The static group comparison

Another simple pre-experimental design is the static group comparison, which can be represented as follows:

This is a simple comparison between an experimental group which receives a treatment (X) and a control group with no treatment, with O1 and O2 indicating measurements on the experimental units taken after the treatment has been applied. Here, the basic problem is that there is no way of knowing whether the two groups were comparable before the treatment. Therefore, treatment effects that are measured by the mean value for treated units minus the mean value for control units may really be differences that would have been there anyway.

Since there was no "before" (pre) testing, we really don't know much about the groups prior to sampling:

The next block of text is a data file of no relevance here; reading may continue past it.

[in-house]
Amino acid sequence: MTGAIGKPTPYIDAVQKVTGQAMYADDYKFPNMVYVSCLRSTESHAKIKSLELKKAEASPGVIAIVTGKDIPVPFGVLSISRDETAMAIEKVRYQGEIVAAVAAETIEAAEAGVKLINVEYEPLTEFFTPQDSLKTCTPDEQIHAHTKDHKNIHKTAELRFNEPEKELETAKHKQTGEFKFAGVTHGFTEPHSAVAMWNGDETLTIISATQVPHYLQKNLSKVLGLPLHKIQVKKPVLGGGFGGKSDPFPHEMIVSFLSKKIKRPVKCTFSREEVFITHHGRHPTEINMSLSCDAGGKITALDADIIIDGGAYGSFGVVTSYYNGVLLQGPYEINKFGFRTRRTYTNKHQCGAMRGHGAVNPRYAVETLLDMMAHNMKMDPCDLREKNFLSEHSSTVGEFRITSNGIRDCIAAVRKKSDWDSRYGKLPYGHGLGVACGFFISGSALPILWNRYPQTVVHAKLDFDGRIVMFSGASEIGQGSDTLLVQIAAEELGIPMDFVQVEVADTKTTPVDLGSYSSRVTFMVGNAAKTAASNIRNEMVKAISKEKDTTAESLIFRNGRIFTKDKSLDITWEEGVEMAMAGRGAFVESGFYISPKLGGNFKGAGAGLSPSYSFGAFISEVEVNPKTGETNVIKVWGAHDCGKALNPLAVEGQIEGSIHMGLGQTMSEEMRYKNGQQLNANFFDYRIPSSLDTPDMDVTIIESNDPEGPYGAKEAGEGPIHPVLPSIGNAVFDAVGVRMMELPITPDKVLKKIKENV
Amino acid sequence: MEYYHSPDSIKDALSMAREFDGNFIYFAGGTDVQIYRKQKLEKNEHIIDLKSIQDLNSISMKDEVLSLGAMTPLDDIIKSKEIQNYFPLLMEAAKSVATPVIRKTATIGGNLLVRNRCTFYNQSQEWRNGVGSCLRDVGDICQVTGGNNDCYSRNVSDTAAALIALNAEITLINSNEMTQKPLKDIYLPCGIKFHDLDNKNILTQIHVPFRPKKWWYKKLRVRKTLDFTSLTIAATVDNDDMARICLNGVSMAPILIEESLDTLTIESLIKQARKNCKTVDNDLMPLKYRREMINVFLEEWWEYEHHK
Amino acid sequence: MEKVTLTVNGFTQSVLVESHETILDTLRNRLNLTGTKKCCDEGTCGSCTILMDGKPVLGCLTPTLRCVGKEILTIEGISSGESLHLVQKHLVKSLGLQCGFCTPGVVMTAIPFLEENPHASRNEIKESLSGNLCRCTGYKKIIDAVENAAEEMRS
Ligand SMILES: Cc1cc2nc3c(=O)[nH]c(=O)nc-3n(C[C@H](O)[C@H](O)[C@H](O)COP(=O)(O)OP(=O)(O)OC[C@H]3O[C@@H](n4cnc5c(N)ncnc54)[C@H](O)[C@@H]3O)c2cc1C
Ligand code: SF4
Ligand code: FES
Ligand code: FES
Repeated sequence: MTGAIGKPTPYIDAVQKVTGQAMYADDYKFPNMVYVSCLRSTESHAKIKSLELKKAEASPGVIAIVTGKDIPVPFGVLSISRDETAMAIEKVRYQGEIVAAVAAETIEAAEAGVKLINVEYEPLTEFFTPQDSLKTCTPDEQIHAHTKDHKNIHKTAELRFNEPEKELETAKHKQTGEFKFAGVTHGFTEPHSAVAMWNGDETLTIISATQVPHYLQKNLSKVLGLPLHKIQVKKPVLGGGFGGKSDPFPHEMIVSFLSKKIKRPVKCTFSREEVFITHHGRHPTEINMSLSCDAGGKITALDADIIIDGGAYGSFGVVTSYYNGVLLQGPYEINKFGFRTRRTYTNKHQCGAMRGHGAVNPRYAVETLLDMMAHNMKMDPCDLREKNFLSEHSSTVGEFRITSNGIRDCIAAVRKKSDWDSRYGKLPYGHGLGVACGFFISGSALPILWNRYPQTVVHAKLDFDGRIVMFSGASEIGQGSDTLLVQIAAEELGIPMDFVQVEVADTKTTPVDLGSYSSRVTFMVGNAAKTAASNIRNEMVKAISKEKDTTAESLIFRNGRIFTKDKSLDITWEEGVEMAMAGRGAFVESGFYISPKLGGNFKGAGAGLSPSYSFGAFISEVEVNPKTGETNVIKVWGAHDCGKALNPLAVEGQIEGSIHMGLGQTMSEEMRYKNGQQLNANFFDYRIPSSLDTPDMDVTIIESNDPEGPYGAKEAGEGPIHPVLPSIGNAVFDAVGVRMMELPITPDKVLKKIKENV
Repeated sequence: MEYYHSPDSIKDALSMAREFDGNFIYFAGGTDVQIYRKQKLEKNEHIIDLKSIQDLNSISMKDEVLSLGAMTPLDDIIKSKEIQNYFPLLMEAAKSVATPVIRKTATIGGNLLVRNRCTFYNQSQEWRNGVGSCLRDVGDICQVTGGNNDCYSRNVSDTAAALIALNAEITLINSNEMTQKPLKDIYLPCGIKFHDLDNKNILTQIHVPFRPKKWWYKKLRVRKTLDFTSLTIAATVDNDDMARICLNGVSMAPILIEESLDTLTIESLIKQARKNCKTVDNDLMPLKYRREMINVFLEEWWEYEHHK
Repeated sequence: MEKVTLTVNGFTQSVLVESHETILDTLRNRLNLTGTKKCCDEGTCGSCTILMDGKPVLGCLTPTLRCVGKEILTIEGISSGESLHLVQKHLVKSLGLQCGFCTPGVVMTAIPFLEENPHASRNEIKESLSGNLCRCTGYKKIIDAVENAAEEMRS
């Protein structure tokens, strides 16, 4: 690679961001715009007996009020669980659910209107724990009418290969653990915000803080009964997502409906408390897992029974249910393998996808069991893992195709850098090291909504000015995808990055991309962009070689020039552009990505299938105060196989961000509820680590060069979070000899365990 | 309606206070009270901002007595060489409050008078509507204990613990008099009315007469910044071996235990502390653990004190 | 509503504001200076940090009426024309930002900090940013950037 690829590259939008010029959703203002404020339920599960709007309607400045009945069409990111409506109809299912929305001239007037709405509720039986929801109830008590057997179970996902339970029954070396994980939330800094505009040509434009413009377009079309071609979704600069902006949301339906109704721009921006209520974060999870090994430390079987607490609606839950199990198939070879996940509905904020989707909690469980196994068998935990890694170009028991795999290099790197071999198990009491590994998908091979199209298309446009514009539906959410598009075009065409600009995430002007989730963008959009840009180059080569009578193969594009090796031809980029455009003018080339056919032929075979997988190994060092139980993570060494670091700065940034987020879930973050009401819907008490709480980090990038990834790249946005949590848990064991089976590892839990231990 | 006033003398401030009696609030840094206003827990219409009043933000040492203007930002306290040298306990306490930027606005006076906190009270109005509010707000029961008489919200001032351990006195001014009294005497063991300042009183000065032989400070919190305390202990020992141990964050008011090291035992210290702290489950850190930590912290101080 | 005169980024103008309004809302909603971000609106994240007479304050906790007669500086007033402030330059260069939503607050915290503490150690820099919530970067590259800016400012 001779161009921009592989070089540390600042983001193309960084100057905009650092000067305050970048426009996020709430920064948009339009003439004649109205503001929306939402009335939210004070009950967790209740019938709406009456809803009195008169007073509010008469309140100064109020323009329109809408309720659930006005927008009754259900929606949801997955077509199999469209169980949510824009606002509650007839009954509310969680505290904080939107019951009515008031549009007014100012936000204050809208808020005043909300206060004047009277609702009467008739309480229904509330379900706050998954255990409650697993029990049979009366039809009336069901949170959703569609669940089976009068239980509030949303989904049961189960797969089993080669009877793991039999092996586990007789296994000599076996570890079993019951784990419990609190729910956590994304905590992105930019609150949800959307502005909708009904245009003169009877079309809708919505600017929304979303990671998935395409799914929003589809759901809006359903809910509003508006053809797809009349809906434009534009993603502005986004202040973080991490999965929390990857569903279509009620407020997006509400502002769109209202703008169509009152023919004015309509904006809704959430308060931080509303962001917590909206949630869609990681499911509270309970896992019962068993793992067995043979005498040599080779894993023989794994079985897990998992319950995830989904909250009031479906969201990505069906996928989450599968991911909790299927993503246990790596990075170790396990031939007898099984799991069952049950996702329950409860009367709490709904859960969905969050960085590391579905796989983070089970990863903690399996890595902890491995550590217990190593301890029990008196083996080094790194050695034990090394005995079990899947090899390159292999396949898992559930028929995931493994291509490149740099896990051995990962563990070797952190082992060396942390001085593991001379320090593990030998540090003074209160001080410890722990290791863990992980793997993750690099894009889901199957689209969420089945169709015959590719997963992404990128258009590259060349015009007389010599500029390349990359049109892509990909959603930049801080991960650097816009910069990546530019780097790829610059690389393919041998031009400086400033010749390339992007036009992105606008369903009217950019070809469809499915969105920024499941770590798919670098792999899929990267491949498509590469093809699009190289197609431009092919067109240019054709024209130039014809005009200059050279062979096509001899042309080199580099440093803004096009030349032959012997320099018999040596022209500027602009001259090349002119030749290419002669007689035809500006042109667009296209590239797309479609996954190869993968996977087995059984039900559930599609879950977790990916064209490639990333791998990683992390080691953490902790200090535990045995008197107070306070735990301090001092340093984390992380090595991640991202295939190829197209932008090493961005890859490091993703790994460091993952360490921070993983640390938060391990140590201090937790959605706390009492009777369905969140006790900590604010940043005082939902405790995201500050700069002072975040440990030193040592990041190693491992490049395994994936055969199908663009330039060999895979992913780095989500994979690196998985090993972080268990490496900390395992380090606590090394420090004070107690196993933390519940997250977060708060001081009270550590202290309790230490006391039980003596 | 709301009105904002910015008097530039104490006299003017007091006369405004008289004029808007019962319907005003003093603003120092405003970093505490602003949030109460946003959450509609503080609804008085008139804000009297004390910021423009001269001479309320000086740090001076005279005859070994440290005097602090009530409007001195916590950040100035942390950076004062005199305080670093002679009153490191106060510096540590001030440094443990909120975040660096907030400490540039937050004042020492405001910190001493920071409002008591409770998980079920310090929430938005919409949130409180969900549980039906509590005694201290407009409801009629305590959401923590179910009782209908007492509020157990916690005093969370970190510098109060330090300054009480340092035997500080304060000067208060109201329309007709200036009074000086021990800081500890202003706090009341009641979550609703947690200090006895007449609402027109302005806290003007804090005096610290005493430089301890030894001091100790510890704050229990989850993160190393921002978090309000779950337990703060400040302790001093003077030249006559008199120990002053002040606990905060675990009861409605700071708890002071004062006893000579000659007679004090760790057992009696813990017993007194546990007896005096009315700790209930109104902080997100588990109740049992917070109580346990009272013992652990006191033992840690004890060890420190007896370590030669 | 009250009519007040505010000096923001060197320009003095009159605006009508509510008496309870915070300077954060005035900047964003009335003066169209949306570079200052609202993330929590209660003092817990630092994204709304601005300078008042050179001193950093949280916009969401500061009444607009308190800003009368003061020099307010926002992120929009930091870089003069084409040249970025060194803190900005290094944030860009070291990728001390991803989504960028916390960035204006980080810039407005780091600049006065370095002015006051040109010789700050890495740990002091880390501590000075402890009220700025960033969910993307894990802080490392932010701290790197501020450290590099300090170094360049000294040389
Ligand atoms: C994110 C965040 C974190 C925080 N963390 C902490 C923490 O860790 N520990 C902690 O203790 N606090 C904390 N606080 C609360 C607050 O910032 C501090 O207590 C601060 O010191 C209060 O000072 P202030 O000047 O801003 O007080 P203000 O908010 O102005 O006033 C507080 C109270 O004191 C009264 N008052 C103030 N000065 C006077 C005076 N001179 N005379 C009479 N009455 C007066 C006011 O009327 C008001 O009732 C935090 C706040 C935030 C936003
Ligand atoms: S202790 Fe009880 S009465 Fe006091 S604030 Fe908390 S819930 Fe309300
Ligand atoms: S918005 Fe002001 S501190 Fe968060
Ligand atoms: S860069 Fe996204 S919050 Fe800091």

• Although randomly selected, there is the chance that their behavior after exposure to the stimulus is quite consistent with how they were acting prior to exposure
  • In other words, we may infer causes based on group difference(s) that are actually NOT the result of exposure to the critical event;
  • Such differences are possibly due to characteristics that existed in the population prior to testing

For a static group comparison with X denoting attrition, we may take the above points as unilateral null axioms: Consistency of behavior prior to attrition, differences are not result of attrition, such differences existed prior to testing. Again, such difference would have to be measured external to the conditions of attrition. Formalization of static group w/ attrition remains unchanged, unlike the one group pretest-negative-posttest design via attrition ‘treatment’. 
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